Mon, Oct 24 at noon:
Academic innovation & the global public research university, James Hilton
Norton, Edward, M. Miller, J. Wang, K. Coyne, and L. Kleinman. 2012. "Rank reversal in indirect comparisons." Value in Health, 15(8): 1137-40.
OBJECTIVE: To describe rank reversal as a source of inconsistent interpretation intrinsic to indirect comparison (Bucher HC, Guyatt GH, Griffith LE, Walter SD. The results of direct and indirect treatment comparisons in meta-analysis of randomized controlled trials. J Clin Epi 1997;50:683-91) of treatments and to propose best practice. METHODS: We prove our main points with intuition, examples, graphs, and mathematical proofs. We also provide software and discuss implications for research and policy. RESULTS: When comparing treatments by indirect means and sorting them by effect size, three common measures of comparison (risk ratio, risk difference, and odds ratio) may lead to vastly different rankings. CONCLUSIONS: The choice of risk measure matters when making indirect comparisons of treatments. The choice should depend primarily on the study design and the conceptual framework for that study.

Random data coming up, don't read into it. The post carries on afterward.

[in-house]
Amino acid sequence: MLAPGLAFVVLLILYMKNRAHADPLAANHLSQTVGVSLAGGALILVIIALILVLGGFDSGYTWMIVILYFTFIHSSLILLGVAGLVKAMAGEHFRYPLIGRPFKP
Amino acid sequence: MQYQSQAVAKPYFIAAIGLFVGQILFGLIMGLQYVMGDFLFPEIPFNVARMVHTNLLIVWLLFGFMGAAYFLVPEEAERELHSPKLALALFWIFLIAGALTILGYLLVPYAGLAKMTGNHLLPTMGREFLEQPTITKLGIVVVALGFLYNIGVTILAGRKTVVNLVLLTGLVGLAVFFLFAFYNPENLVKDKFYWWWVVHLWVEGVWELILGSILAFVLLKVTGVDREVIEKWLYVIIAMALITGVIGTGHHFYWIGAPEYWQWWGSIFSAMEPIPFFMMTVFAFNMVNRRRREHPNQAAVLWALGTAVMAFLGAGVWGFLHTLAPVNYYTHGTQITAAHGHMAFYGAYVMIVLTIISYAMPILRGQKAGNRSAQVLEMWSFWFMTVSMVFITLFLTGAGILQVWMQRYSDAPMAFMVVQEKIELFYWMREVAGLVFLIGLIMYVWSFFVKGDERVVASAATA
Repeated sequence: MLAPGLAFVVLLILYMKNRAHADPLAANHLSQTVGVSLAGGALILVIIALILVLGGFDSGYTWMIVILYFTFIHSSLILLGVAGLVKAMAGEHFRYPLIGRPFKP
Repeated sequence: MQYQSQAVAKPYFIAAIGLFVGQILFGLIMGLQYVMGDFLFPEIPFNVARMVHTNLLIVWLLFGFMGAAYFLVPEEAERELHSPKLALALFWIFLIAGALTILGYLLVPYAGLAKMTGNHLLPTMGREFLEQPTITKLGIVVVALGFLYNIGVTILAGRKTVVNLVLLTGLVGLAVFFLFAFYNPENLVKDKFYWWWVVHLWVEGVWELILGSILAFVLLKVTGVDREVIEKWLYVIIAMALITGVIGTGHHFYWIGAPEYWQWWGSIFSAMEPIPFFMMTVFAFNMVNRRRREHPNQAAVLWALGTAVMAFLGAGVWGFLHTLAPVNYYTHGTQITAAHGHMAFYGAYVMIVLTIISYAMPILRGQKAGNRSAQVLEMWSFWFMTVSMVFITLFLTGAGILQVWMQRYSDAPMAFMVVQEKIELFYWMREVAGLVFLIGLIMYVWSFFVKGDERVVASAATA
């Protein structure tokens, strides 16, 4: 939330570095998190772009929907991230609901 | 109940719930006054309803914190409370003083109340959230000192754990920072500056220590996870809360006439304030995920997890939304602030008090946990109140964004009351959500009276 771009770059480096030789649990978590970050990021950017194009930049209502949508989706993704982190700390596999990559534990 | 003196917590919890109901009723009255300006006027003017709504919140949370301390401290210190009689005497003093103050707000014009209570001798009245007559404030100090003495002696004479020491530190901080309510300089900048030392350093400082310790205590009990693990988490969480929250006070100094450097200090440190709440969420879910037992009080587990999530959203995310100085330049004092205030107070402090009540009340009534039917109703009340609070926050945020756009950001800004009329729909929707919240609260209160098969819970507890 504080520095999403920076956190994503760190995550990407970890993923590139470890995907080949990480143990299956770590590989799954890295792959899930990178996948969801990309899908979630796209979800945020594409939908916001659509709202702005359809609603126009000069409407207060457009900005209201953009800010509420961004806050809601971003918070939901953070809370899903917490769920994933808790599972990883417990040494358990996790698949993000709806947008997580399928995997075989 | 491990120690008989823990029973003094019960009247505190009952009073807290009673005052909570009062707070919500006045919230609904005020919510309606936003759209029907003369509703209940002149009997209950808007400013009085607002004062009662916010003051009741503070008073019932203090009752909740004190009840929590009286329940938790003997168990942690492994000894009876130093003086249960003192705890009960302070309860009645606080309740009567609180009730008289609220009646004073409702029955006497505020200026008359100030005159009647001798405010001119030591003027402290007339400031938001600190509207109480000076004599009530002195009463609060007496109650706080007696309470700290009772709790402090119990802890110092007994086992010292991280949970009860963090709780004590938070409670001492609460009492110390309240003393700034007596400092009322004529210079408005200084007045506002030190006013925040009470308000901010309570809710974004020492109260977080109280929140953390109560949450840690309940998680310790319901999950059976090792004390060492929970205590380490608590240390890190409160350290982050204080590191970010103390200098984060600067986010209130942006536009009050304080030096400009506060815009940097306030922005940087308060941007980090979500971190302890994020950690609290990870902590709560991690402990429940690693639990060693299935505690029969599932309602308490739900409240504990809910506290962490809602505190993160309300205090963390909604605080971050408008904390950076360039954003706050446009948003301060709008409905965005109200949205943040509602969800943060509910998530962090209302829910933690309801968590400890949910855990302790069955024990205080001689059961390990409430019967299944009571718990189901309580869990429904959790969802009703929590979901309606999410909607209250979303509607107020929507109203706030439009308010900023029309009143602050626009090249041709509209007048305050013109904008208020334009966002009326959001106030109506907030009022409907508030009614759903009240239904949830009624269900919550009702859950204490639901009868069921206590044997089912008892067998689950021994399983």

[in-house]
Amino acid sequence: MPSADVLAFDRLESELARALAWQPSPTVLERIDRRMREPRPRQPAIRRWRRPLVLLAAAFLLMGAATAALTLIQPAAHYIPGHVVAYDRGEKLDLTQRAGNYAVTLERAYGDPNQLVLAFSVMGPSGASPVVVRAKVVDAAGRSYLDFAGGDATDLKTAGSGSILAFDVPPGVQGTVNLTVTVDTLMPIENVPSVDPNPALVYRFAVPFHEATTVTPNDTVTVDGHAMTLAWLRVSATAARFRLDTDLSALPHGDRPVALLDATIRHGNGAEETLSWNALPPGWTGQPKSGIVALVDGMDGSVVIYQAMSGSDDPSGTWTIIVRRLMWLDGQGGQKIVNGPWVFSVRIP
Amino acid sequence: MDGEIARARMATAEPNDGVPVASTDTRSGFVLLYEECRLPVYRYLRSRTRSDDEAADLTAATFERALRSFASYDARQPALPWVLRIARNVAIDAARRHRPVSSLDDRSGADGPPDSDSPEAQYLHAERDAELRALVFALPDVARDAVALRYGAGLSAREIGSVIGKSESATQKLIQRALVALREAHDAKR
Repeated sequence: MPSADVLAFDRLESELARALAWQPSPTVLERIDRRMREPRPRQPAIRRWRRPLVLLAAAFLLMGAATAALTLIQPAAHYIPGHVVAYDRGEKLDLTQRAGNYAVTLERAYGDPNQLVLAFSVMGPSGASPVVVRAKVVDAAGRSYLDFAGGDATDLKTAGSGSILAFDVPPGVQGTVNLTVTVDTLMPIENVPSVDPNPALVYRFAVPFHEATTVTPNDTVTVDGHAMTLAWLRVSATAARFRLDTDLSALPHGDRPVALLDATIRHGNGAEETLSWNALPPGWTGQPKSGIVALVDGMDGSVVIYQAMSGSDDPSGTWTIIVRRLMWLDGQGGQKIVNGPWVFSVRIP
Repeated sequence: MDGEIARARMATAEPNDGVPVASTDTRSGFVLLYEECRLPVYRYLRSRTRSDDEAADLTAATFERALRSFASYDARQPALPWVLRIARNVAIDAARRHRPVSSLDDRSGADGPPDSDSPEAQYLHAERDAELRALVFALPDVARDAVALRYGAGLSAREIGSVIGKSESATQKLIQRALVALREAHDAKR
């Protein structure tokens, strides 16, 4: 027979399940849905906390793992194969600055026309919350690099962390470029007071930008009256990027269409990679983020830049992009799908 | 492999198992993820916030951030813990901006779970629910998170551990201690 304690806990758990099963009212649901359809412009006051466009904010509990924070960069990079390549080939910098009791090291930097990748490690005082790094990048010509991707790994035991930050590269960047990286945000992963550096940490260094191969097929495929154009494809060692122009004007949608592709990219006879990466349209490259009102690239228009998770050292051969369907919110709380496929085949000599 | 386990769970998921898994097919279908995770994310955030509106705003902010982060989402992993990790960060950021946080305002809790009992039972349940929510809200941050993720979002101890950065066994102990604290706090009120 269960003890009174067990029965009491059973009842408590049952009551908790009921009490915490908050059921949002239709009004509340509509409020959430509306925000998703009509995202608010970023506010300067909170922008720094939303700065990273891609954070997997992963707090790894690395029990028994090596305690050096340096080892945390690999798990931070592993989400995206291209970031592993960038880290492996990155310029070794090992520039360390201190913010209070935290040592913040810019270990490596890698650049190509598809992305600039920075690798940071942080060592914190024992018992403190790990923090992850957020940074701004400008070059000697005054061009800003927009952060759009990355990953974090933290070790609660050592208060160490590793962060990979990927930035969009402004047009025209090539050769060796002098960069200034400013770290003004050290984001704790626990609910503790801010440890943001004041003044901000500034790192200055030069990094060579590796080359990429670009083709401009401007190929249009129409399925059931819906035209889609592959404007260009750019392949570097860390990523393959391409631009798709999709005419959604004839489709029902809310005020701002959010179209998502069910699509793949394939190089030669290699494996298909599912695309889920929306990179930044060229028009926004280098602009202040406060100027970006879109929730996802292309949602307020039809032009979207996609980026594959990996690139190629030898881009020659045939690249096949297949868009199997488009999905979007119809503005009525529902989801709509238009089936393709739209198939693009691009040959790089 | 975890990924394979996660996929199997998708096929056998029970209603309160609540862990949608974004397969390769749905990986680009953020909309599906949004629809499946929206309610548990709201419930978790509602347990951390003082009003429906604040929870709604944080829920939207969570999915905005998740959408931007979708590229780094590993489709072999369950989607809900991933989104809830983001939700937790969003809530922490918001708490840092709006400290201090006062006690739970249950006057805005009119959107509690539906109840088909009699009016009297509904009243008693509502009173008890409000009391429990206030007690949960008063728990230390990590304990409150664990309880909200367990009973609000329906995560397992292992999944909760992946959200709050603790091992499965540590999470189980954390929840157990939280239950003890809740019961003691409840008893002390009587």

PMCID: PMC3527821. (Pub Med Central)